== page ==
Kanaloa give us strength: Field season part 2

After Hilo, my group headed to Oahu where we again put in 18-hour nights and faced new challenges including food poisoning, some crazy roosters, and building a new recording set-up on the fly since ours broke in transit. I’m still surprised we were able to get everything finished. Aaron and Jay were so hardworking and capable with amazing attitudes–I was blown away and am very thankful. Team Kanaloa!


Aloha! Field season part 1

The first part of our field season was challenging but successful. The SAU and DU crews met in Hilo to collect data on ancestral Hawaiian field crickets. We worked 18-hour days (I guess I should say nights), I had a cough that kept people awake, and we accidentally stayed at a hippie commune, but we still made time to eat good Hawaiian food like ramen and HOT Hot Malasadas!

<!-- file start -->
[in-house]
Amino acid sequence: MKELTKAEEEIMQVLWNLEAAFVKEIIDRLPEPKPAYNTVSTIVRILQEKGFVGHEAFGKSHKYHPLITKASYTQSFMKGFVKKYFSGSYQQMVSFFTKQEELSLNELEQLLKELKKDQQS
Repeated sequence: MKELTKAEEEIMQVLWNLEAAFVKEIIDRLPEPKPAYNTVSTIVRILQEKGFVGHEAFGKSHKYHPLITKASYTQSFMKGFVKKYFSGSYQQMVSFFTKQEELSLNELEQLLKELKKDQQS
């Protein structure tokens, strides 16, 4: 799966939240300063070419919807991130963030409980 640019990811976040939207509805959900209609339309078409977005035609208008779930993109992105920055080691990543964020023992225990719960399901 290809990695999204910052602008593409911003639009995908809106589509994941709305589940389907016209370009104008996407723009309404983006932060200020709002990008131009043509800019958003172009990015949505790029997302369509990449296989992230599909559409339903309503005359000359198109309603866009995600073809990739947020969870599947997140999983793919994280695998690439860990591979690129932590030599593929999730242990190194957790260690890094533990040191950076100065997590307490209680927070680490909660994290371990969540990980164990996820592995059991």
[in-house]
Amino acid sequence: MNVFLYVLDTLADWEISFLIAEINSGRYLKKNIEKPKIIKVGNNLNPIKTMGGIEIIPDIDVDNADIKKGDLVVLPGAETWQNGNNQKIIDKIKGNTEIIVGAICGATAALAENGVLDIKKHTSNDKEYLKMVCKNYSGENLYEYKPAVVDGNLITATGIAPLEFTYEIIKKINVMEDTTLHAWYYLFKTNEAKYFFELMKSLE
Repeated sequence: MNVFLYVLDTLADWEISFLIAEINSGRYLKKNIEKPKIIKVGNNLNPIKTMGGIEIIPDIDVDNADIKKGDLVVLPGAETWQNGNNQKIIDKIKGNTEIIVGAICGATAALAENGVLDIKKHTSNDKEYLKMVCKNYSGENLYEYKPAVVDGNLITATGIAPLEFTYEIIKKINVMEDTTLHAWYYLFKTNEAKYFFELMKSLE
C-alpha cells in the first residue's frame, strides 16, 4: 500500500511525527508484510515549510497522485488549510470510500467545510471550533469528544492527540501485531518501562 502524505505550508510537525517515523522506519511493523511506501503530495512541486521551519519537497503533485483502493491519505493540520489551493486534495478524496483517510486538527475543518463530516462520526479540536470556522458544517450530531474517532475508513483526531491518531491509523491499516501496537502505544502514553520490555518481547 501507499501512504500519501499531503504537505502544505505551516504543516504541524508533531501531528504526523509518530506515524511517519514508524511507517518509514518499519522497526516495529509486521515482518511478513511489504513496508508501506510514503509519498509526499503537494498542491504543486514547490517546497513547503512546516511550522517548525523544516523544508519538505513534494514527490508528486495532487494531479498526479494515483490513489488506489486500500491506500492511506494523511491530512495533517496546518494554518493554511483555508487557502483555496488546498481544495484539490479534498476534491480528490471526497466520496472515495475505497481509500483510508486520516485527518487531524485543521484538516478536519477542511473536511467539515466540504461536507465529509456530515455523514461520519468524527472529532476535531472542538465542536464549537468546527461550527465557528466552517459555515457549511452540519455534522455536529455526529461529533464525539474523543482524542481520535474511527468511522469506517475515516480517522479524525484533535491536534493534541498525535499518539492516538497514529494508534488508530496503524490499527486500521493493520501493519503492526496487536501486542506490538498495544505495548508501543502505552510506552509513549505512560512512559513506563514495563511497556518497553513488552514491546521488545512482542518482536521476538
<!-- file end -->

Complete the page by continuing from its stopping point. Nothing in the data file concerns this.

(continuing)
So proud of my freshman!

My Intro Bio students wowed everyone (including themselves) when they presented their original research at our poster symposium.


As I’ve mentioned before, I came to St Ambrose because of the Biology Department’s commitment to authentic science. This semester, I guided these freshman through authentic inquiry experiences. Each student developed a question and a hypothesis, used the literature and trial and error to design methods, collected and analyzed data, and finally disseminated their findings–check out the beautiful scientific posters below. I’m so proud of what they accomplished this semester!

Ahhh we did it!

We hit our Kickstarter goal! Thank you SO much everyone who supported our purring cricket research! I’m so excited I’m literally jumping up and down right now. Wow!

We will be sending everyone PURRsonal thank you notes from the field. Until then, thank you so much for making this possible! We are so excited about this research and could not do it without your support.

USA Today made a…

little video about the purring crickets. So cool! (Ignore all the shots of other Orthopterans. It’s guess it’s difficult to find stock videos of Teleogryllus oceanicus 🙂 )

We can’t wait to find out if parasitic flies can hear the purr when we head back to the field in January. Thanks for helping us get there!